While the card's X.org/XFree86 driver is open source, the hardware abstraction layer (HAL) is not. The HAL enables the TV and dual DVI output functionality, and is proprietary because it contains a significant amount of code that is not controlled by Matrox. The HAL is not required for normal graphics viewing; it is only necessary when using the extra features of the Millennium G550.

Newly released GNU/Linux distributions (those that use X.org 6.8.2 or higher) won't need to download Matrox's open source driver because a newer version will already be included with the distribution. You'll still need to install the HAL though, and the installation script that Matrox provides to do so will allow you to install only the HAL if necessary.

Performance

I measured 2D performance with the standard x11perf program, which is included with both X.org and XFree86. This test shows how quickly 2D shapes can be drawn on the screen. That translates into how quickly a window can redraw, how fast a menu can appear, and other everyday 2D graphics rendering tasks. Since the default mode runs a large number of tests that don't sufficiently stress the hardware, I chose the more heavy-hitting test modes and created a script to run them automatically:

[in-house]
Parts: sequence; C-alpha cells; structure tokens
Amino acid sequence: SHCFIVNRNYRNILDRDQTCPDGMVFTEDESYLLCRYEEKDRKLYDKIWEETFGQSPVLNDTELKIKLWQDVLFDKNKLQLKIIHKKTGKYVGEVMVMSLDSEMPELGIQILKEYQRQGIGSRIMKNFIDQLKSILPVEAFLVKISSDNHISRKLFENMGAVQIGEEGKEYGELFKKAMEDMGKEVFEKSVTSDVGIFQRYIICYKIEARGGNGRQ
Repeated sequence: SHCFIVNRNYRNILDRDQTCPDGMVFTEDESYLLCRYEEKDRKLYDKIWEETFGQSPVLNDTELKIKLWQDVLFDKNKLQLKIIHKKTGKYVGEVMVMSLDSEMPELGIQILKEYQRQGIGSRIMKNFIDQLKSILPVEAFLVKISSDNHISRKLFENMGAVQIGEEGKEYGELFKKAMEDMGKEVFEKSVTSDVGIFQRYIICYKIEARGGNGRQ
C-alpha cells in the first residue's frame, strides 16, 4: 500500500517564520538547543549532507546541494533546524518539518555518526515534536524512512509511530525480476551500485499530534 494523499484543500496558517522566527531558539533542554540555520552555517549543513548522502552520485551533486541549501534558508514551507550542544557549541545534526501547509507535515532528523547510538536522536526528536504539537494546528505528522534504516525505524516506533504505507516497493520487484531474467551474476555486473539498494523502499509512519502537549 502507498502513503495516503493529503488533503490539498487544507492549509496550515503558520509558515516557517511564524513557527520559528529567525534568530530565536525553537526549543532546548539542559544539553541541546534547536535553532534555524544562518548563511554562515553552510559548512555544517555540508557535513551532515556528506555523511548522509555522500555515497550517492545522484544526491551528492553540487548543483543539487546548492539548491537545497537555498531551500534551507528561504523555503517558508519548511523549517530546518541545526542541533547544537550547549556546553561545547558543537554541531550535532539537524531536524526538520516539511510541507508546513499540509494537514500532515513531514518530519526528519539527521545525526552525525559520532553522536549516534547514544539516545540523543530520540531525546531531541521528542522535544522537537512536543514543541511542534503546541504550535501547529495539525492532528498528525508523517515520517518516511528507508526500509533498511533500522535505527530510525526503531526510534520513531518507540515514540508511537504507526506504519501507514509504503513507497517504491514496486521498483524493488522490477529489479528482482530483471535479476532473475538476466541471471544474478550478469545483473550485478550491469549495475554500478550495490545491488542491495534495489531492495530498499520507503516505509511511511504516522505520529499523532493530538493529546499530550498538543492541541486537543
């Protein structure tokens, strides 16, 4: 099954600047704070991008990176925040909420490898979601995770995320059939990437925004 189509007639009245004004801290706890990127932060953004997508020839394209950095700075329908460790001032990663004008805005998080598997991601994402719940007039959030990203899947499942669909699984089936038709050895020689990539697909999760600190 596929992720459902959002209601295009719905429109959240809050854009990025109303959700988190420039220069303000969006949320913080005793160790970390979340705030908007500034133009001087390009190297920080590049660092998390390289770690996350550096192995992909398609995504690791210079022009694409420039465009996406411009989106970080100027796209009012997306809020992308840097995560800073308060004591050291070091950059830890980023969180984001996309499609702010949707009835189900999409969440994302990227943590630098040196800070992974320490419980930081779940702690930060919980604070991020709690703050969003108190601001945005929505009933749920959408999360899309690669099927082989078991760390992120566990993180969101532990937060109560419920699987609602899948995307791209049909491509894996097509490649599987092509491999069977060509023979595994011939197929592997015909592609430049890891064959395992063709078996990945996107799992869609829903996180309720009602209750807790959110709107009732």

x11perf -sync -repeat 1 -time 1 -bigsrect500
x11perf -sync -repeat 1 -time 1 -bigtilerect500
x11perf -sync -repeat 1 -time 1 -eschertilerect500
x11perf -sync -repeat 1 -time 1 -seg500
x11perf -sync -repeat 1 -time 1 -line500
x11perf -sync -repeat 1 -time 1 -orect500
x11perf -sync -repeat 1 -time 1 -circle500
x11perf -sync -repeat 1 -time 1 -fellipse500
x11perf -sync -repeat 1 -time 1 -bigstrap300
x11perf -sync -repeat 1 -time 1 -f9text
x11perf -sync -repeat 1 -time 1 -polytext16
x11perf -sync -repeat 1 -time 1 -rgb24text
x11perf -sync -repeat 1 -time 1 -scroll500
x11perf -sync -repeat 1 -time 1 -copywinwin500